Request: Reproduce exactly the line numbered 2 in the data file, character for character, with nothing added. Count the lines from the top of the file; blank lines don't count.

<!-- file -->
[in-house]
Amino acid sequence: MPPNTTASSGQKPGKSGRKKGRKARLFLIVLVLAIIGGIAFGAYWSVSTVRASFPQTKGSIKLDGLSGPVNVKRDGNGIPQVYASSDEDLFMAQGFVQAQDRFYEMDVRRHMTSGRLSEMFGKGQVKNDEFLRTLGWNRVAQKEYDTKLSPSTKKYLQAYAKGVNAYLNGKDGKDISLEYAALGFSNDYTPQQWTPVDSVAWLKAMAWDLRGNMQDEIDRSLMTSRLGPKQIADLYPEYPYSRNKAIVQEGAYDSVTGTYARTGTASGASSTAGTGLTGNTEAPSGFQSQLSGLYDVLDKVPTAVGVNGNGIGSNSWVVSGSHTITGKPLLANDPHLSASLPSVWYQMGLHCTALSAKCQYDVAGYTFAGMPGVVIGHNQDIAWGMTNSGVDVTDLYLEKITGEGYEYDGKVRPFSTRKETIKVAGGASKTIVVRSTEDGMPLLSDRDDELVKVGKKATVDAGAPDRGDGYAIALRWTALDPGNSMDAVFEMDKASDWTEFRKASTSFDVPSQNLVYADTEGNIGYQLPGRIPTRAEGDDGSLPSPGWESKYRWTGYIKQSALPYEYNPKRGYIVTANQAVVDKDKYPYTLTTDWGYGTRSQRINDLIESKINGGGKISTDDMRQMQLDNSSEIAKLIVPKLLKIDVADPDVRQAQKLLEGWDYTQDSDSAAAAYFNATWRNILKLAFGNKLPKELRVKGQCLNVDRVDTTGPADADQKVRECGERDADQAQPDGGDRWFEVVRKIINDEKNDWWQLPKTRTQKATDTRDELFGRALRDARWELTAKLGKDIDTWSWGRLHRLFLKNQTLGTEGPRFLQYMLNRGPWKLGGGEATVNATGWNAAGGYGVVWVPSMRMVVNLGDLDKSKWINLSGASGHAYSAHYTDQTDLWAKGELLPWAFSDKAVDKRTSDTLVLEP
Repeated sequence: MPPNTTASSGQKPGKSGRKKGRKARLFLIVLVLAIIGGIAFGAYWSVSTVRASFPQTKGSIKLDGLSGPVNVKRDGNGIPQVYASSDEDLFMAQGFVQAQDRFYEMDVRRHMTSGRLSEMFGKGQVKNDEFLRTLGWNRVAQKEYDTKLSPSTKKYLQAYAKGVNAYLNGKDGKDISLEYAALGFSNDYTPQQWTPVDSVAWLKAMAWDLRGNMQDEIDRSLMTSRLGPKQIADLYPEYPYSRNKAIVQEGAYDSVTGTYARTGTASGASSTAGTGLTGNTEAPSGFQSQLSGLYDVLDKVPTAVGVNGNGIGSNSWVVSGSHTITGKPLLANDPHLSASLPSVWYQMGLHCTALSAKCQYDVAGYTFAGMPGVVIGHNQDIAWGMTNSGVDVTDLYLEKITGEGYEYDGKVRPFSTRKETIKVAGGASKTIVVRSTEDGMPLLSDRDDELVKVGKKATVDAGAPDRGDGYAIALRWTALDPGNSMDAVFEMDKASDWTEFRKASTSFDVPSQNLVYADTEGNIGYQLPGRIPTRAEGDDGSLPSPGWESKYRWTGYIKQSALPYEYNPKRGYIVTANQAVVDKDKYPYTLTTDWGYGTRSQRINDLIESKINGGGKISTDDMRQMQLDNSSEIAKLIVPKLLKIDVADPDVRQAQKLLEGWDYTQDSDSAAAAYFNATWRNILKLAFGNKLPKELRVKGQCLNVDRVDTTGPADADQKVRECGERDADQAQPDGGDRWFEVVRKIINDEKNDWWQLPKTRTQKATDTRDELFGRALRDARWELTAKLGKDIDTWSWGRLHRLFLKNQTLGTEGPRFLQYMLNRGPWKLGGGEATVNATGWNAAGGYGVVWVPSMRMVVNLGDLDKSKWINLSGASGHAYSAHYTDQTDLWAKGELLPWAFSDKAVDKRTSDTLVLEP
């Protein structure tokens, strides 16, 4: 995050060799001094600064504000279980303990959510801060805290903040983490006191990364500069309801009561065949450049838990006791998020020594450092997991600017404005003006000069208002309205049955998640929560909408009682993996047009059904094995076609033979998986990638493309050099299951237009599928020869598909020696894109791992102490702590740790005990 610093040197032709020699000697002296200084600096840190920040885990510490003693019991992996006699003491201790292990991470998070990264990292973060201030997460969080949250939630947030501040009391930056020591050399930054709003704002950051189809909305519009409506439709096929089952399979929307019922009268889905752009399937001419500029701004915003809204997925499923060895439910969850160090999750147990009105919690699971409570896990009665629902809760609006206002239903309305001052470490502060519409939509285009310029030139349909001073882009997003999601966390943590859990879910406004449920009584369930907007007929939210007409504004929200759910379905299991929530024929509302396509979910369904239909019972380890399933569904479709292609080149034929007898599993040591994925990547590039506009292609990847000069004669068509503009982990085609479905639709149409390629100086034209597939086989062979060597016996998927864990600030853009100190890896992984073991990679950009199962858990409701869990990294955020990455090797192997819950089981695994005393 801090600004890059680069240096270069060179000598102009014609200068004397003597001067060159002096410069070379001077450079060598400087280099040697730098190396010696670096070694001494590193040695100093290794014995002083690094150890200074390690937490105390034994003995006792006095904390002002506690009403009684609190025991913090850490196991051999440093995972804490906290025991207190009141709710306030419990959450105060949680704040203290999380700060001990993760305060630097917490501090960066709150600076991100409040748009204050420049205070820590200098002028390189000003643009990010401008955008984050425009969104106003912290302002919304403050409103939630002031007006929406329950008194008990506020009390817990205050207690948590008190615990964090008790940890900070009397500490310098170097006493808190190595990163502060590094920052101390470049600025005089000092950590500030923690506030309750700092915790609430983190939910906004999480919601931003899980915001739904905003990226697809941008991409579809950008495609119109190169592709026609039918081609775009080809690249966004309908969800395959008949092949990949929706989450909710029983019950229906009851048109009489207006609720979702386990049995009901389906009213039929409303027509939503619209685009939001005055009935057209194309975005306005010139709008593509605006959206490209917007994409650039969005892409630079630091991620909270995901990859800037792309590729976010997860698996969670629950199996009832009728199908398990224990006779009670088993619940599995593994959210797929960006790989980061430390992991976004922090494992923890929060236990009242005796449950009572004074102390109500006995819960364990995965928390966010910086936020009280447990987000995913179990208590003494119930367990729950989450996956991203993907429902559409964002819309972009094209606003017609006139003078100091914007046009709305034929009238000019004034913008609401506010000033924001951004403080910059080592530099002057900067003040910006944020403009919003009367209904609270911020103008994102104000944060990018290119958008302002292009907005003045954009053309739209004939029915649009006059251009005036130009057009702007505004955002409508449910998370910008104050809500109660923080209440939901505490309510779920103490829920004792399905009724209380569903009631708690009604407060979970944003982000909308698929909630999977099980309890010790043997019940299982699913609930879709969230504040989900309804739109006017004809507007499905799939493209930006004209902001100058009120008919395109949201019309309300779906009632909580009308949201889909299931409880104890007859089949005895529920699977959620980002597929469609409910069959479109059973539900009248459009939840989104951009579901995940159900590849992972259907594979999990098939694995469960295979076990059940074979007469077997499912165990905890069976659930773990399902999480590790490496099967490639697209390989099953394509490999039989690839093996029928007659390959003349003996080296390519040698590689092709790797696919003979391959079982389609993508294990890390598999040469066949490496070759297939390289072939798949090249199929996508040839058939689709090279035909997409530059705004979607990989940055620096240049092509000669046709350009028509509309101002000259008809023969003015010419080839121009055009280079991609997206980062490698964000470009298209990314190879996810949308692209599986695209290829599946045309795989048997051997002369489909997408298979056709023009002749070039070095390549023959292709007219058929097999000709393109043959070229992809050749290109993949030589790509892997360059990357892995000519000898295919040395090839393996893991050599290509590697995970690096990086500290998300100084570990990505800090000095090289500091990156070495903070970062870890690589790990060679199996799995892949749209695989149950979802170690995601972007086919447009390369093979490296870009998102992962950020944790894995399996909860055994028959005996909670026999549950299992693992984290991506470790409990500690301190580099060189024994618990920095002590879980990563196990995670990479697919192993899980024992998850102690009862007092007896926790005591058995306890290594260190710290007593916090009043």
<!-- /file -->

Amino acid sequence: MPPNTTASSGQKPGKSGRKKGRKARLFLIVLVLAIIGGIAFGAYWSVSTVRASFPQTKGSIKLDGLSGPVNVKRDGNGIPQVYASSDEDLFMAQGFVQAQDRFYEMDVRRHMTSGRLSEMFGKGQVKNDEFLRTLGWNRVAQKEYDTKLSPSTKKYLQAYAKGVNAYLNGKDGKDISLEYAALGFSNDYTPQQWTPVDSVAWLKAMAWDLRGNMQDEIDRSLMTSRLGPKQIADLYPEYPYSRNKAIVQEGAYDSVTGTYARTGTASGASSTAGTGLTGNTEAPSGFQSQLSGLYDVLDKVPTAVGVNGNGIGSNSWVVSGSHTITGKPLLANDPHLSASLPSVWYQMGLHCTALSAKCQYDVAGYTFAGMPGVVIGHNQDIAWGMTNSGVDVTDLYLEKITGEGYEYDGKVRPFSTRKETIKVAGGASKTIVVRSTEDGMPLLSDRDDELVKVGKKATVDAGAPDRGDGYAIALRWTALDPGNSMDAVFEMDKASDWTEFRKASTSFDVPSQNLVYADTEGNIGYQLPGRIPTRAEGDDGSLPSPGWESKYRWTGYIKQSALPYEYNPKRGYIVTANQAVVDKDKYPYTLTTDWGYGTRSQRINDLIESKINGGGKISTDDMRQMQLDNSSEIAKLIVPKLLKIDVADPDVRQAQKLLEGWDYTQDSDSAAAAYFNATWRNILKLAFGNKLPKELRVKGQCLNVDRVDTTGPADADQKVRECGERDADQAQPDGGDRWFEVVRKIINDEKNDWWQLPKTRTQKATDTRDELFGRALRDARWELTAKLGKDIDTWSWGRLHRLFLKNQTLGTEGPRFLQYMLNRGPWKLGGGEATVNATGWNAAGGYGVVWVPSMRMVVNLGDLDKSKWINLSGASGHAYSAHYTDQTDLWAKGELLPWAFSDKAVDKRTSDTLVLEP